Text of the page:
3 June 2017

Roman Roads

If you think this would make a cool poster, you can get a high-res, print-worthy PDF for $9!    

It’s finally done. A subway-style diagram of the major Roman roads, based on the Empire of ca. 125 AD.

Creating this required far more research than I had expected—there is not a single consistent source that was particularly good for this. Huge shoutout to: Stanford’s ORBIS model, The Pelagios Project, and the Antonine Itinerary (found a full PDF online but lost the url).

The lines are a combination of actual, named roads (like the Via Appia or Via Militaris) as well as roads that do not have a known historic name (in which case I creatively invented some names). Skip to the “Creative liberties taken” section for specifics.

How long would it actually take to travel this network? That depends a lot on what method of transport you are using, which depends on how much money you have. Another big factor is the season – each time of year poses its own challenges. In the summer, it would take you about two months to walk on foot from Rome to Byzantium. If you had a horse, it would only take you a month.

However, no sane Roman would use only roads where sea travel is available. Sailing was much cheaper and faster – a combination of horse and sailboat would get you from Rome to Byzantium in about 25 days, Rome to Carthage in 4-5 days. Check out ORBIS if you want to play around with a “Google Maps” for Ancient Rome. I decided not to include maritime routes on the map for simplicity’s sake.

Creative liberties taken

The biggest creative element was choosing which roads and cities to include, and which to exclude. There is no way I could include every Roman road, these are only the main ones. I tried to include cities with larger populations, or cities that were provincial capitals around the 2nd century.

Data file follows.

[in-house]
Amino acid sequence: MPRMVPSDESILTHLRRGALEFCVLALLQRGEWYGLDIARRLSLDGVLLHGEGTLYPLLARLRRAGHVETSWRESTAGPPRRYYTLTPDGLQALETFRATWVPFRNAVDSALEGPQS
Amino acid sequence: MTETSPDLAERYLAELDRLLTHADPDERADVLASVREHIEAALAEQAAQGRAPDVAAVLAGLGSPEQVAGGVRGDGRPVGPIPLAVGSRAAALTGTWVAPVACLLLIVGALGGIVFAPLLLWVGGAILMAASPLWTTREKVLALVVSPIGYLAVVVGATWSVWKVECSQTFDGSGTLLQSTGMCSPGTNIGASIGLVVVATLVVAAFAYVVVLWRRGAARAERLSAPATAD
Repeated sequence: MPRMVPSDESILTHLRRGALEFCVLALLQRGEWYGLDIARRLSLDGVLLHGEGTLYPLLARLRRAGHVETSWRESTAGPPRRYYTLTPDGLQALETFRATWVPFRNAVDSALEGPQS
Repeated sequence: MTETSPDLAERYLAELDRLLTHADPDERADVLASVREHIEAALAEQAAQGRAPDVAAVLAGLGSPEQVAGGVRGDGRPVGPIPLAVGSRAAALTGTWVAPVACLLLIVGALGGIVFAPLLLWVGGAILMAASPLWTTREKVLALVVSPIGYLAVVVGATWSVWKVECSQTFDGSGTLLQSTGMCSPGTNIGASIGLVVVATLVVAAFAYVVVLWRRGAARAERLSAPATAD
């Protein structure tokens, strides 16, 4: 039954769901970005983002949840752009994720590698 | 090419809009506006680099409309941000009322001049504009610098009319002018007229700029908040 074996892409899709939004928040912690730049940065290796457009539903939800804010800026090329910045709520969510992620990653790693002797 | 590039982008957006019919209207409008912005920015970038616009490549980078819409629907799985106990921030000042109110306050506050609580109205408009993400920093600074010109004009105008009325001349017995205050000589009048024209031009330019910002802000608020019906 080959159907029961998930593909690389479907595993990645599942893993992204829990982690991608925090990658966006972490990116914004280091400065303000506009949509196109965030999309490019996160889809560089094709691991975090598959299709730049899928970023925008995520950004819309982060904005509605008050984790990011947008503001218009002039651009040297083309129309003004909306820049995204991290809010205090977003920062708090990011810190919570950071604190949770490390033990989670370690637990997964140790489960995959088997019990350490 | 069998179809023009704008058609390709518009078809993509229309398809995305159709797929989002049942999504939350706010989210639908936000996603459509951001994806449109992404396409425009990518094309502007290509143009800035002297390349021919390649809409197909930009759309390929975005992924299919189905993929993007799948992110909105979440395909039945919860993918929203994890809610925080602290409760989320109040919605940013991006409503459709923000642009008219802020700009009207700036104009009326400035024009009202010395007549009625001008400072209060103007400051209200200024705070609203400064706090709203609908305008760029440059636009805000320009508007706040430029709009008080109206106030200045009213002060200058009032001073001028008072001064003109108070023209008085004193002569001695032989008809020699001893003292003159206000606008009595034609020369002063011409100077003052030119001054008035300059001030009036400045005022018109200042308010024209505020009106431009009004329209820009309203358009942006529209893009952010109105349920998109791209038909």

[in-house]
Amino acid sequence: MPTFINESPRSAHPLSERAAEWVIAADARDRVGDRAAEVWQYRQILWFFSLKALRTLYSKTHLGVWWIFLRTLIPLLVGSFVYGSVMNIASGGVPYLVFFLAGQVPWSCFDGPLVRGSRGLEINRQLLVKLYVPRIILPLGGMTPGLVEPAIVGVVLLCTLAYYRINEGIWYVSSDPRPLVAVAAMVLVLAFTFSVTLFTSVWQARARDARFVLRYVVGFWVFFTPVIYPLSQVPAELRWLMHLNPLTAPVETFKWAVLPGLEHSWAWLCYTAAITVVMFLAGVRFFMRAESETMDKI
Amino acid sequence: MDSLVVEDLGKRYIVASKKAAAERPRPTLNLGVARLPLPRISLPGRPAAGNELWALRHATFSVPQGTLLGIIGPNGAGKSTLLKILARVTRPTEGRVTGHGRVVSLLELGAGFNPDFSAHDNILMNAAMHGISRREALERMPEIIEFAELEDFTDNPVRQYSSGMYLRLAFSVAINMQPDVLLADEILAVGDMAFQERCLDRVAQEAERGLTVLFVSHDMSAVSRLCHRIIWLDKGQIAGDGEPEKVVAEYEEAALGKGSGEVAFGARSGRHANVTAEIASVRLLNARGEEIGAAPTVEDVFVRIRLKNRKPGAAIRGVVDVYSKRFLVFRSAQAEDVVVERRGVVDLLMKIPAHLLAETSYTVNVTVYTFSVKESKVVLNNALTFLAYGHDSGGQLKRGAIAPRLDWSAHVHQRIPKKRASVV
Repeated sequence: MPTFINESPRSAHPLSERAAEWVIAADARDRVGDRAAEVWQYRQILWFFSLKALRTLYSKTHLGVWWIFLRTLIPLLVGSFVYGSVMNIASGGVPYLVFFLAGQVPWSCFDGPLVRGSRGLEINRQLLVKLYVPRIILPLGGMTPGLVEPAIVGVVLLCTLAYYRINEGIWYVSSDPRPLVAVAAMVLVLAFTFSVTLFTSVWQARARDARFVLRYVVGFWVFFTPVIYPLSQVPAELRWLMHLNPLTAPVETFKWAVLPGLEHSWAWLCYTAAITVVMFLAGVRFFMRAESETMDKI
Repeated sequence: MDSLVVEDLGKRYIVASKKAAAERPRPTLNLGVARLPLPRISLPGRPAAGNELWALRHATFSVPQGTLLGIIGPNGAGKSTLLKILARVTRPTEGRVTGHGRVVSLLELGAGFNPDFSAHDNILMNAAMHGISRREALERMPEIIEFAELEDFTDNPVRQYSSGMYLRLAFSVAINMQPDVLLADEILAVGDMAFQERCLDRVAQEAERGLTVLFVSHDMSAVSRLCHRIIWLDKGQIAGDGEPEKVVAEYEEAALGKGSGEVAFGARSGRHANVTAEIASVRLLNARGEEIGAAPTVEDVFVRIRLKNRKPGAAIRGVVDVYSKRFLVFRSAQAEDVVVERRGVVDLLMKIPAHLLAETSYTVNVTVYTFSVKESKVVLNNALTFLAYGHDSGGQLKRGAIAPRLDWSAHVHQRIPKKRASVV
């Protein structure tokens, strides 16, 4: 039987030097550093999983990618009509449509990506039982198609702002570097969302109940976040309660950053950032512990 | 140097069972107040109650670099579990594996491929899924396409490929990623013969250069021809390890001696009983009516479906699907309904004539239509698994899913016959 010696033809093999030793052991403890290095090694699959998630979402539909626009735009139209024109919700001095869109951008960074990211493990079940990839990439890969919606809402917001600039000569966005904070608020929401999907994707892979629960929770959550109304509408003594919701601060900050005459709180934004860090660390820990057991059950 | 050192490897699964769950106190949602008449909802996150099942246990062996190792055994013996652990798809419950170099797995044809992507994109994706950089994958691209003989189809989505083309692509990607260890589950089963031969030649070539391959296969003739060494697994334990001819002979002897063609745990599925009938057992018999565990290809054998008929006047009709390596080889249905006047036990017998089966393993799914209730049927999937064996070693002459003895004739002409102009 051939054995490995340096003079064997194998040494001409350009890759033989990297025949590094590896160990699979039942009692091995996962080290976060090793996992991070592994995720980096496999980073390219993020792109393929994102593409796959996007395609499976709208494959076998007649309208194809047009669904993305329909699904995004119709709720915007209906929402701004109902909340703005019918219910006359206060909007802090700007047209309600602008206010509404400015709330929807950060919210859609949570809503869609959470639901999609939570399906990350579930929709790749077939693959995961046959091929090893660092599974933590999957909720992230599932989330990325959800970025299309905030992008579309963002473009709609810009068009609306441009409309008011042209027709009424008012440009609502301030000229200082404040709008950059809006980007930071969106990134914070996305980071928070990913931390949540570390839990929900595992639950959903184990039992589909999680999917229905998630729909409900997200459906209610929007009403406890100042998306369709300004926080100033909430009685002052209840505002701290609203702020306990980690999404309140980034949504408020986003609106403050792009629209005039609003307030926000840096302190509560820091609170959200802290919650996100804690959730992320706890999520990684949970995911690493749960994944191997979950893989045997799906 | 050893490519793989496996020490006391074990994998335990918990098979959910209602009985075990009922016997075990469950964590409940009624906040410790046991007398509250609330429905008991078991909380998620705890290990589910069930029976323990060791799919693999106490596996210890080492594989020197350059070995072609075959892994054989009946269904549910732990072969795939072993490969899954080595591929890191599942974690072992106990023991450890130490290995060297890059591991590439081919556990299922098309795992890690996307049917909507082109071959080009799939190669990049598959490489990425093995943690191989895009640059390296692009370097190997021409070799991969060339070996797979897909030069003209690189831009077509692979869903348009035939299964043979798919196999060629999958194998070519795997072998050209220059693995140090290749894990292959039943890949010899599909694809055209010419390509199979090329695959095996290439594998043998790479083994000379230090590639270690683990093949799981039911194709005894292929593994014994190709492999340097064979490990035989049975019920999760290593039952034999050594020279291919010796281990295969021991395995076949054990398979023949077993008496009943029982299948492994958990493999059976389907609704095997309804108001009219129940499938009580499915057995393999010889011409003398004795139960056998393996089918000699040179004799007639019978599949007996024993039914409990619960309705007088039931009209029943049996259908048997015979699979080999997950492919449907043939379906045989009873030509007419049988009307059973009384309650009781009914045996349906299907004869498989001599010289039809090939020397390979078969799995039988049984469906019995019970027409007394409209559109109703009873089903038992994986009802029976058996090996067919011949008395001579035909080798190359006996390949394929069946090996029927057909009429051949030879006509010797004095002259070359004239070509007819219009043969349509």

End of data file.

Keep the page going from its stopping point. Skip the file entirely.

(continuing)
Obviously to travel from Petra to Gaza you would take a more or less direct road, rather than going to Damascus and “transferring” to the Via Maris. The way we travel on roads is very different from rail, which is a slight flaw in the concept of the map. But I think it’s still aesthetically pleasing and informative.

Here’s a list of the roads that have authentic names and paths:

  • Via Appia
  • Via Augusta
  • Via Aurelia
  • Via Delapidata
  • Via Domitia
  • Via Egnatia
  • Via Flaminia
  • Via Flavia (I, II, III)
  • Via Julia Augusta
  • Via Lusitanorum
  • Via Militaris
  • Via Popilia
  • Via Portumia
  • Via Salaria
  • Via Tiburtina
  • Via Traiana
  • Via Traiana Nova

Some roads have real names but were modified somewhat:

  • The Via Latina I combined with the Via Popilia. In reality the Popilia ended at Capua, and the Latina went from Capua to Rome.
  • Via Aquitania only referred to the road from Burdigala (Bordeaux) to Narbo (Narbonne).
  • Via Asturica Burdigalam similarly only refers to the Astrurica-Burdigala section.
  • “Via Claudia” is not a real name, but refers to a real continuous road built by Claudius.
  • Via Hadriana was a real road in Egypt, but it refers to a slightly different section than the green route.
  • The name “Via Maris” is considered to be a modern creation, referring to real ancient trade road whose real name has been lost to history.
  • Via Valeria only referred to a section of the yellow Sicilian loop.
  • The roads around Pisae, Luna and Genua had several names for different sections, including Via Aemilia Scauri. Sometimes “Via Aurelia” referred to the entire road from Rome to Arelate.
  • Via Sucinaria is the Latin name for the Amber Road, a trade route from the Baltic region to Italy that carried amber as a valuable good. It probably was not used to refer to a single literal road.
  • Via Gemina and Via Claudia Augusta are real names that referred to small parts of the routes marked on the map.

The other roads have relatively uncreative names that I invented, usually based on a place that they pass through. I have never formally studied Latin and I’ll admit that I am somewhat confused by the distinction between -a and -ensis endings, so there’s a chance I may have messed that up.